But the junk in antique and early attic stores tells me that there are certain times, like my tie, we let things go once and for all. Sometimes it happens after a death in the family. The stuff appears regularly at yard sales.

A death in the family often releases the sealed and forgotten contents of the attic or basement into the hands, first of relatives, and then to parties who express some genuine affection for the article. The death of the relative marks the end of an era, and invests certain items with more meaning, some with new significance, like the deceased’s letters or a family bible. Other effects lose all value, like the deceased’s comb or toothbrush. It’s much easier to relinquish the relics of our sentiments to kin and caring friends rather than to total strangers. We want to know someone will care for them. Funeral services reflect this, too, when they assure mourners at their time of loss that it’s okay to surrender their loved one, to give them up; they’re in good hands, God’s hands.

Yard sales are important community rites; there one sees the resurrection of junk after being buried in attics or lying in front yard limbos. Neighbors join together to sell the unused effects accumulated over years. It’s a surrender of the past. Yard sales won’t necessarily generate much income, but there’s comfort and closure in knowing that your neighbor now values a can opener or mix master that you’ve used for forty years. “I remember my grandmother had one just like this,” is a frequent comment.

Yard sales create a sense of community, as wakes do. There’s an appreciation of life’s fragility and also its continuity in the small transactions of yard sales. There is a sense of generativity, that matter isn’t destroyed, only transformed by time, and then passed along into new hands. There is life after attics and basements.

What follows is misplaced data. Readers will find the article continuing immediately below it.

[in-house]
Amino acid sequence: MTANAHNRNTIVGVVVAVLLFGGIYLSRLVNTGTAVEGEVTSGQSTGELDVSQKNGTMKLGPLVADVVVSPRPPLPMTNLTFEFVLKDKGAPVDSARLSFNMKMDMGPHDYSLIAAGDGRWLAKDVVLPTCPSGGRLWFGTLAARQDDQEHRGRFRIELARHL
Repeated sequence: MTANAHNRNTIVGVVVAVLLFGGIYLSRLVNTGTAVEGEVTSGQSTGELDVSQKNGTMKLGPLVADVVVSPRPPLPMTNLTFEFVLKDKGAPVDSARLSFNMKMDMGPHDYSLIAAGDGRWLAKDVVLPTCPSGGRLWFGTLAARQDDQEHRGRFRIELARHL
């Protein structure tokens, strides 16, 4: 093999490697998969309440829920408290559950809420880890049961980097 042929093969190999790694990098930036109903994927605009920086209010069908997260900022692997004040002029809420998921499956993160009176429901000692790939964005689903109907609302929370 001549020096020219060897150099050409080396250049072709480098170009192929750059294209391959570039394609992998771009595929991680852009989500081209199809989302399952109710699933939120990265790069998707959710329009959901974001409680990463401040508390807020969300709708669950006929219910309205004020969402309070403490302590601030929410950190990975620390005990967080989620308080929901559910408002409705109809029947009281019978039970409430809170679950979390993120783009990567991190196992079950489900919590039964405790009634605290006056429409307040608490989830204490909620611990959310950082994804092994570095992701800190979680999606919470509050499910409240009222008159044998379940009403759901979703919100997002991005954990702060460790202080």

Ezekiel once prophesied how our old bones would one day walk around again. I can almost imagine them holding rag dolls in their arms, cooking with Calumet Baking Powder, riding bright red Flexible Flyer sleds in the snow, and sitting by pot belly stoves. And on Saturday night, before going out to see the moving picture show, they’d bathe in porcelain bathtubs with gold colored claw feet, the kind of junk we see in someone’s front yard, in an early attic store, or at a yard sale, waiting for a new home.

Columnist George Merrill is an Episcopal Church priest and pastoral psychotherapist. A writer and photographer, he’s authored two books on spirituality: Reflections: Psychological and Spiritual Images of the Heart and The Bay of the Mother of God: A Yankee Discovers the Chesapeake Bay. He is a native New Yorker, previously directing counseling services in Hartford, Connecticut, and in Baltimore. George’s essays, some award winning, have appeared in regional magazines and are broadcast twice monthly on Delmarva Public Radio.

Splendor in the Grass by George Merrill

A few months ago, a nearby road had been freshly resurfaced. I didn’t see a rut or pothole anywhere and the surface was as shiny as coal. A yellow centerline illuminated by the earlysun snaked along the winding road while the roadsides were framed by crisp white shoulder stripes. It was new, neat, gleaming and as lifeless as plastic.

At the edges of the road, I saw signs of life. Black shards of macadam had risen here and there in small mounds, like black anthills. Where the macadam had covered over them over, tiny grass blades and plant stems pierced through the thick tar to the surface, bursting the macadam like budding flowers. The grass hadn’t buckled under the tons of asphalt heaped upon it; in a quiet way, the grass affirmed life.